Ng and his partners went back to the drawing board and raised US$3.8 million in seed funding, mostly from angel investors.
In 2014 they relocated to Hong Kong to join the Hong Kong Science and Technology Park’s Incu-Tech incubator program — for handpicked, high-potential individuals — and to work closely with their contract manufacturers in the Pearl River Delta.
“We want to be close to our suppliers. We want to design a component in the morning, send it to our suppliers in the afternoon and it will be ready for the next day,” Ng said. He added that being in Hong Kong, with its open economy, gave his startup the credibility and network support it needed to grow.
Over the next two years, Ng and his team worked to develop a battery-powered energy storage system that can be used when there is a power outage. The result of this research and development was Ampd Silo.
Ng said his company aims to sell Ampd Silo to hospitals, telcos, banks, government agencies and shopping centers — sectors in which power disruption can lead to significant costs and lost opportunity.
The first orders were shipped in mid-June to Jakarta, Indonesia’s capital. Ampd Energy will also deliver Ampd Silo to Nigeria, South Africa and Vietnam in the next few months.
The unit, which starts at roughly US$8,800, is more expensive than a diesel-powered generator which sells for US$7,000 to US$8,000. And Ng believes Ampd Silo’s premium price is justified on the basis that the system requires almost no maintenance: There is no need to change the batteries regularly to ensure it runs smoothly.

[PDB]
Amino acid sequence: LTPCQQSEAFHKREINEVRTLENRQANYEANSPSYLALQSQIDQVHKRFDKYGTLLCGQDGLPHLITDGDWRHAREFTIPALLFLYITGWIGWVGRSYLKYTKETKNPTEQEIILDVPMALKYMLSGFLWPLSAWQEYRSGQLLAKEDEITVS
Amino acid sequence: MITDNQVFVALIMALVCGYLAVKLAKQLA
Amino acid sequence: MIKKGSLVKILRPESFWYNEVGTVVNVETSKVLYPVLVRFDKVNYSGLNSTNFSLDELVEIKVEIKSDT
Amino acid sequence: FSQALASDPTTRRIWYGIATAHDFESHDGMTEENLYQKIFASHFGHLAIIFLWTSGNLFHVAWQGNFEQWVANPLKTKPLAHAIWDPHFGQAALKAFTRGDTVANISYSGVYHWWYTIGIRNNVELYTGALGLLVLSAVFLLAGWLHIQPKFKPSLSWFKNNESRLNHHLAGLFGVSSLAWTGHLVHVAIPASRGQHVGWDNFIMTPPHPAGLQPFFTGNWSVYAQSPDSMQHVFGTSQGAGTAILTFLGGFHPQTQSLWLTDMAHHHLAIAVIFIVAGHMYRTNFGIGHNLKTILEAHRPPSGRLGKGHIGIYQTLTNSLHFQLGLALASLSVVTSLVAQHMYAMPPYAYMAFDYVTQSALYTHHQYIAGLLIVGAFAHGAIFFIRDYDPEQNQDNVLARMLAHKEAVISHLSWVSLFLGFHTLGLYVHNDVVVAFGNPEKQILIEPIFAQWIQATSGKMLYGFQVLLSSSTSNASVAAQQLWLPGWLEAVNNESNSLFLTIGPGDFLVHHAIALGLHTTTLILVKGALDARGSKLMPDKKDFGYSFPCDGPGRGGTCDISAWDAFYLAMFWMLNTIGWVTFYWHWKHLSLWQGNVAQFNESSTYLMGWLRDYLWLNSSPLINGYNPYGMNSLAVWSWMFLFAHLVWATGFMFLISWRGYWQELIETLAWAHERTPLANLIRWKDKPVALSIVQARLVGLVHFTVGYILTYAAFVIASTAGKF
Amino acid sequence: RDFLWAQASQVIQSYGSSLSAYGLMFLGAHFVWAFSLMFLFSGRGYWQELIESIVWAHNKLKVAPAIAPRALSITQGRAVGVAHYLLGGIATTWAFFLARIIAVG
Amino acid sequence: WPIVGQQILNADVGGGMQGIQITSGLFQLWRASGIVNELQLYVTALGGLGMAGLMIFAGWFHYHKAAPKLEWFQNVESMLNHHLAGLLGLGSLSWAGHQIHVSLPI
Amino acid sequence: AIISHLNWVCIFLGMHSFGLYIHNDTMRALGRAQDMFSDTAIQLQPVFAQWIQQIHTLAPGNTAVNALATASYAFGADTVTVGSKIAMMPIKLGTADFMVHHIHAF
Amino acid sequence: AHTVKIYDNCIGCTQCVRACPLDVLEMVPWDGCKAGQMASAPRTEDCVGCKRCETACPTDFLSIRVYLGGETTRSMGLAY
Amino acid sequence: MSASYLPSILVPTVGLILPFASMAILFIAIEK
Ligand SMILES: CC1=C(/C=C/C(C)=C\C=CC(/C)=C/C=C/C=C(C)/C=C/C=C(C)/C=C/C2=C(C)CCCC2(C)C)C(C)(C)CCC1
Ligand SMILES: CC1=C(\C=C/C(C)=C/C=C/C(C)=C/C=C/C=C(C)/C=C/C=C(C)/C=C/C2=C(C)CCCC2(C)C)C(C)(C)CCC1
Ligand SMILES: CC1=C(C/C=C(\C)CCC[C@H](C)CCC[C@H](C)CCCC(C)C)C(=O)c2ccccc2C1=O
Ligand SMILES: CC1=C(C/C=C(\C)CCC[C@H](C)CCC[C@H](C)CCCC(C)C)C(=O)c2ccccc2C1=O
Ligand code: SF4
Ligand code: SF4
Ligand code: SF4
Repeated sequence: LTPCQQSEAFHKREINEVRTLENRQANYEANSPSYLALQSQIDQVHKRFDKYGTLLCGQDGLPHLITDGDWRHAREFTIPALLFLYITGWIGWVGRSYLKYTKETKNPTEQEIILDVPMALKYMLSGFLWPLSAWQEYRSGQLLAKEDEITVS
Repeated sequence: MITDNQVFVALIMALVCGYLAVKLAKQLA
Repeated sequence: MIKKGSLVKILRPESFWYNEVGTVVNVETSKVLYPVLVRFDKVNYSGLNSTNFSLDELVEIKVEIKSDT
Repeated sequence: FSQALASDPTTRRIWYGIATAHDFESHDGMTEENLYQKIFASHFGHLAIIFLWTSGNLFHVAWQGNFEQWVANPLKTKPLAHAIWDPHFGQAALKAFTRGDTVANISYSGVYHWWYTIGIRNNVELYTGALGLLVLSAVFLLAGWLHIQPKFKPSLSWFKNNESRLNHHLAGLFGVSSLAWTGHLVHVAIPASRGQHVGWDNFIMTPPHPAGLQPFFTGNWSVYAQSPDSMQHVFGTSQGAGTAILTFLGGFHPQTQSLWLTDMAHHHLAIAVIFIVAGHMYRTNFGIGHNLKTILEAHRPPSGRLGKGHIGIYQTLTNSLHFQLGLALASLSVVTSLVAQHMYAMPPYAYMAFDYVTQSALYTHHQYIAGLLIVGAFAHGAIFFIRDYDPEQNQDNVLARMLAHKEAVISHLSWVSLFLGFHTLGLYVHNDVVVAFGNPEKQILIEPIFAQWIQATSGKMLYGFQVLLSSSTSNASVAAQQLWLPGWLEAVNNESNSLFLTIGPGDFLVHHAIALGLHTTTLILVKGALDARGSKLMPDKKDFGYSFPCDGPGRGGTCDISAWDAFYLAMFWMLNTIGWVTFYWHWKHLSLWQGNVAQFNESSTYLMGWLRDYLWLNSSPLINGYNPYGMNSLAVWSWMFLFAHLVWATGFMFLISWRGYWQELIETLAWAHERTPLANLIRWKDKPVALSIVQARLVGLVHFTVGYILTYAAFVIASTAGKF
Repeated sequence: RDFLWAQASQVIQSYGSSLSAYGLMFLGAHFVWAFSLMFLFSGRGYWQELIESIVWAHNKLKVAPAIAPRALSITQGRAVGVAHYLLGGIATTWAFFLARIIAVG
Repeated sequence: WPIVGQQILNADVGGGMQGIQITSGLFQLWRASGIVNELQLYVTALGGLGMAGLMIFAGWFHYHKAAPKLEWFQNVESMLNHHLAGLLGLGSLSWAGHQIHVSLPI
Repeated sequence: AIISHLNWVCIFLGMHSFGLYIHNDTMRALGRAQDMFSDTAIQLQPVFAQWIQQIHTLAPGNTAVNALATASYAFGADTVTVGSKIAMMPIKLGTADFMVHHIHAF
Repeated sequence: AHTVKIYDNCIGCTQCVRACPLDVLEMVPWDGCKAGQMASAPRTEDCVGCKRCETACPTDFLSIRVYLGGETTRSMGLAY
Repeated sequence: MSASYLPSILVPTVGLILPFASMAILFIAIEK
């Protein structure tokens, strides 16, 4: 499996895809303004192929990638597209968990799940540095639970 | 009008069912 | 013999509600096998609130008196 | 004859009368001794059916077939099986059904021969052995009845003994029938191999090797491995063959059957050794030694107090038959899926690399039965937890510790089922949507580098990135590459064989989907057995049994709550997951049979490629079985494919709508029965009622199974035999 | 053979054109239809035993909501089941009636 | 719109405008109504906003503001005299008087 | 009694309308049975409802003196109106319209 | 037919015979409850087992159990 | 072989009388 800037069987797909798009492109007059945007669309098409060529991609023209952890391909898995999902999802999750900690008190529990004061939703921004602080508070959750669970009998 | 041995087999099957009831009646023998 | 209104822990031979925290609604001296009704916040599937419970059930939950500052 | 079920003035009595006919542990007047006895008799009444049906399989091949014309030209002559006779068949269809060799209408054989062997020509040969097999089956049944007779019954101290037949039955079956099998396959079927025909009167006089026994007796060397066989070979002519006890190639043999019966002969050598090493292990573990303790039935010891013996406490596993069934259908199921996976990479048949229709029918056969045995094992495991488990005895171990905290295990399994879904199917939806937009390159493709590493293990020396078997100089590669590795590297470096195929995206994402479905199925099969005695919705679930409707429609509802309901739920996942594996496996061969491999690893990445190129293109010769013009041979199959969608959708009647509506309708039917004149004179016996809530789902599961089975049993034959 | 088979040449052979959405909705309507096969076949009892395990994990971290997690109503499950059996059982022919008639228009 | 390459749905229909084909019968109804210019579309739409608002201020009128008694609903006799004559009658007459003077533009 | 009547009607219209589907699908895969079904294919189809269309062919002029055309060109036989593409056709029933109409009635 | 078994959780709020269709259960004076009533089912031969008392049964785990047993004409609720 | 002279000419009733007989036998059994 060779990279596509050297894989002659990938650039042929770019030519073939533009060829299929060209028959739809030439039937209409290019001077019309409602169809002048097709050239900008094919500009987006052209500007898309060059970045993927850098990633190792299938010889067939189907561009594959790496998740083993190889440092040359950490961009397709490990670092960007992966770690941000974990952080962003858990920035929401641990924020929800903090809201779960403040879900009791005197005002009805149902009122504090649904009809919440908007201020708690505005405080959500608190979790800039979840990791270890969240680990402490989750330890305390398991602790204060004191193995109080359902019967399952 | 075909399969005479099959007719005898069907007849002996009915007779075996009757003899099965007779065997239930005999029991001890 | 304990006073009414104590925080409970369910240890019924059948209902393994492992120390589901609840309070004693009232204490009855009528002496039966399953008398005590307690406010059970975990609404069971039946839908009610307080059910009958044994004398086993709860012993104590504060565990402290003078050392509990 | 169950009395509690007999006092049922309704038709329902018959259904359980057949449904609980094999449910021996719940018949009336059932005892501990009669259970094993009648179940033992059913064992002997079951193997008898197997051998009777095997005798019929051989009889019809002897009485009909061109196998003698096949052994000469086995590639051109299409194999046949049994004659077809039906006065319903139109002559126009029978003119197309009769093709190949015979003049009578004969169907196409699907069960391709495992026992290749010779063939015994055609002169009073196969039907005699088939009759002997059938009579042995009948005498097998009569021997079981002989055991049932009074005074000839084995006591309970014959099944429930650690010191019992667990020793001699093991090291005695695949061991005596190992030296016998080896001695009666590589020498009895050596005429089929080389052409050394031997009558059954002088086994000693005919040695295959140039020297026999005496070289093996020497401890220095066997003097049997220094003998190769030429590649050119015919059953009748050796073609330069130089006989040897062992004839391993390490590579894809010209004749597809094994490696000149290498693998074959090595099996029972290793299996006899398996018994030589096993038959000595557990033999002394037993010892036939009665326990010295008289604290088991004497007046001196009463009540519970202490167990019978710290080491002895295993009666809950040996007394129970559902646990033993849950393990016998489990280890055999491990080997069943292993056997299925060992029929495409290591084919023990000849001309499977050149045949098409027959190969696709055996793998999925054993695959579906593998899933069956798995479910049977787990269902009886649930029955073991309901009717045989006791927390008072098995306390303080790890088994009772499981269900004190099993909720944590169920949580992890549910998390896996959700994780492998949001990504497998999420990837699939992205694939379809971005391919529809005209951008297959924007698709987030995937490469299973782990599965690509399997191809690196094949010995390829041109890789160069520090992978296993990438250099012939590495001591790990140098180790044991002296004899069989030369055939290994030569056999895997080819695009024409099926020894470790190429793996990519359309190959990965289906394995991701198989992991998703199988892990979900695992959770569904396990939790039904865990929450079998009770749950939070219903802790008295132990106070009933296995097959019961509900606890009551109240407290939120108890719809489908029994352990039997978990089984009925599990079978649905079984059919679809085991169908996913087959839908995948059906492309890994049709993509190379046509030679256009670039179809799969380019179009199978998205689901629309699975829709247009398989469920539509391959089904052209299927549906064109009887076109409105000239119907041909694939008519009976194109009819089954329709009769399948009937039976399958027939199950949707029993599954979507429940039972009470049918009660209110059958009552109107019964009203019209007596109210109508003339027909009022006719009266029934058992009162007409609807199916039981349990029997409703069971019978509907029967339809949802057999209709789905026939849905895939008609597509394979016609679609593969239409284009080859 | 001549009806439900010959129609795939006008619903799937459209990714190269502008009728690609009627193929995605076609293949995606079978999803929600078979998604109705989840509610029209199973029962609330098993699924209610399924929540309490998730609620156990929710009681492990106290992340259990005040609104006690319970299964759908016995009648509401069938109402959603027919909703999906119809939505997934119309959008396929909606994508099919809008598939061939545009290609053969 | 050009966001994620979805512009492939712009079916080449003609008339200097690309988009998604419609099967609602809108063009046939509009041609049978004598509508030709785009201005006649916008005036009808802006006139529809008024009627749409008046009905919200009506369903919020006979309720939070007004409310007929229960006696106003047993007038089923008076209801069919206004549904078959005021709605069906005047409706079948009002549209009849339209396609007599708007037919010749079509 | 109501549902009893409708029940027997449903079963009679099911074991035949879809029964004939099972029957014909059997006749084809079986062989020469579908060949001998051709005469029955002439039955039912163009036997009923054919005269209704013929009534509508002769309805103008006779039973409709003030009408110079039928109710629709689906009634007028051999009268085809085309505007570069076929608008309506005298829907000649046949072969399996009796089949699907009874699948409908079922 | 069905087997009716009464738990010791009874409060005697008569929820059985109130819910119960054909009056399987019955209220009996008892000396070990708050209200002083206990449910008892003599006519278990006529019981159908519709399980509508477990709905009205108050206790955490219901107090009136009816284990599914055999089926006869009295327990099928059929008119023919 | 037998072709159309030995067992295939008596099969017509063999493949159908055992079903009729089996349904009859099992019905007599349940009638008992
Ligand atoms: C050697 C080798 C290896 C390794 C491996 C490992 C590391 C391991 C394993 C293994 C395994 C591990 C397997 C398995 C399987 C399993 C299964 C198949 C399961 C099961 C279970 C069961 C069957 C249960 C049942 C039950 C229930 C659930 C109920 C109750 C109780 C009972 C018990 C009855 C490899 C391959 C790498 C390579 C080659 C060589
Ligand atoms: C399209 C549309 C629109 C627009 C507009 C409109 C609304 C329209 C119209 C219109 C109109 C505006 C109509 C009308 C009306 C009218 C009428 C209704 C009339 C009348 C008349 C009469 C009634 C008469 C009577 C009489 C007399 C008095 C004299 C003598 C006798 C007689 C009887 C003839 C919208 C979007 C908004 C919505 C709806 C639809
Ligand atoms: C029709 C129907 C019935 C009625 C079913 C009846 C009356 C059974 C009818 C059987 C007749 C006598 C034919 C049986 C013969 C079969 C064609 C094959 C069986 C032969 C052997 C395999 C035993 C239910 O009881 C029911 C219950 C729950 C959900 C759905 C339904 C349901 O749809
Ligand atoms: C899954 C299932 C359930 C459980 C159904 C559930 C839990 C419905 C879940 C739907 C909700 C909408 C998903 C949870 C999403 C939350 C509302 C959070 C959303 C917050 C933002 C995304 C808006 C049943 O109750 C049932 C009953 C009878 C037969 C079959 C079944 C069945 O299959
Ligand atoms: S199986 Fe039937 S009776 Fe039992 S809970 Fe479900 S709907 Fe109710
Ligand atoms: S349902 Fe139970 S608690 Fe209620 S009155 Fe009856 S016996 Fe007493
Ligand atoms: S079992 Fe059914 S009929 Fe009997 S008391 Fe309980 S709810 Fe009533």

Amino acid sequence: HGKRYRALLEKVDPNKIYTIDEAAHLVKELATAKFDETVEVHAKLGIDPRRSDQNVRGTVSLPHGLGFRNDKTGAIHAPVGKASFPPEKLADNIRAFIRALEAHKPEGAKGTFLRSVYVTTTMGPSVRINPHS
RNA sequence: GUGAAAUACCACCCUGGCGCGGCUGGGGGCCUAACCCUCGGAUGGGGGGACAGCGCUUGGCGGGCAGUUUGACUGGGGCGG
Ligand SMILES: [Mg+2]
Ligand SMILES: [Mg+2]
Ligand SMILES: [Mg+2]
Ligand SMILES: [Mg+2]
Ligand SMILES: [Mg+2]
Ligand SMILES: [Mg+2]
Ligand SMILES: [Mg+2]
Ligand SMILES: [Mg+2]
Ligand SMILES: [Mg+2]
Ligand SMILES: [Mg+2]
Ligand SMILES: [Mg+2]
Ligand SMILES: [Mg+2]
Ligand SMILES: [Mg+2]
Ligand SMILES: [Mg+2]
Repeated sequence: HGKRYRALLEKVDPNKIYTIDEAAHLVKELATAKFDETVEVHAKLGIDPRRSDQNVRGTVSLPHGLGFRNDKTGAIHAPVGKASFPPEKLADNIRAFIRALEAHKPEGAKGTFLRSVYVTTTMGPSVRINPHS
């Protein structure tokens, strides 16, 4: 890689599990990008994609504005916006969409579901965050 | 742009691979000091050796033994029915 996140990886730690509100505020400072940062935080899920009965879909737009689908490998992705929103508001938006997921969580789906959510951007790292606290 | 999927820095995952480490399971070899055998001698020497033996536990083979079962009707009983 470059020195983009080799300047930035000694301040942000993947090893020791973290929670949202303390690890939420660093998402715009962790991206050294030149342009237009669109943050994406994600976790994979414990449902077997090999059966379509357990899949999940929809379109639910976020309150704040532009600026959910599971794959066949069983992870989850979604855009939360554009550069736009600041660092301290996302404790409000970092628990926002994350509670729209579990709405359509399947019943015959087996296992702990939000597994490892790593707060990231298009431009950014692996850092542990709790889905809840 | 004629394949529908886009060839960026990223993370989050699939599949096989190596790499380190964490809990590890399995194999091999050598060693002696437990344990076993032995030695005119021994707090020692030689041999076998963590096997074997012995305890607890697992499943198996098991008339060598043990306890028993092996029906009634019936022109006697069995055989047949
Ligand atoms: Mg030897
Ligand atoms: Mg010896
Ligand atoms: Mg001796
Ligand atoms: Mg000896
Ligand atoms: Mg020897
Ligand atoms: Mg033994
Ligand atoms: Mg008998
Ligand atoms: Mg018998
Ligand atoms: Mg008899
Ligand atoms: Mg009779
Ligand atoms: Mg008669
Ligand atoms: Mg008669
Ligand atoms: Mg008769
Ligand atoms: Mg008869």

Ampd Silo is also more eco-friendly: It emits no fumes and does not use lead acid batteries. Such batteries are often disposed of poorly, and lead is an extremely toxic material. He added that Ampd Silo’s batteries are recyclable, thus reducing waste.
“You can continue to use Ampd Silo’s batteries even after the end of its life — in lower intensity applications, for example,” he said.
The emphasis on Ampd Silo’s eco-friendly attributes is in line with the company’s core vision-mission which Ng said is to “provide power that is clean, affordable and reliable”.
“The very existence of this company depends on the well-being of people and that includes the environment,” he said.
To stay true to the vision, Ng said he measures Ampd Energy’s return on investment (ROI) beyond potential monetary returns.
“We are a growing company and we are investing in growth.” He said Ampd Energy’s ROI will be based on whether or not it has achieved its “goal of transforming global energy supply in terms of reliability, environmental impact and cost”.
“We’re hoping to achieve that goal in five to 10 years,” Ng said.
CEO and cofounder, Ampd Energy
2005-09: Master of engineering, chemical engineering, first-class honors, Imperial College London
2012-13: Certificate, Chinese language program, Tsinghua University, Beijing
2014-present: CEO and cofounder, Ampd Energy, Hong Kong
2009-11: Equity finance trader, Barclays Capital, UK
2017: Named in Forbes’ 30 Under 30 Asia 2017: Industry, Manufacturing & Energy category
2009: Governors’ Prize in Chemical Engineering, Imperial College London
Who are your role models?
My father grew up poor, but through education, a lot of hard work, perseverance and slogging it out for very, very long hours when I was a kid, he was able to build the (accountancy and advisory firm) Deloitte office in Brunei. He is my role model from the standpoint of education, hard work, perseverance and not quitting even when the world tells you to quit.
My business role model is Bill Gates. There’s no question that Microsoft transformed computing as we know it today. He’s gone on to the second chapter of his life with what he’s doing with the Bill & Melinda Gates Foundation. He’s transforming billions of lives globally across medicine, education and women’s rights.
How do you relax and unwind?
I spend a lot of time reading patents, what other people are inventing, watching YouTube videos of engineering topics and trying to understand the energy sector.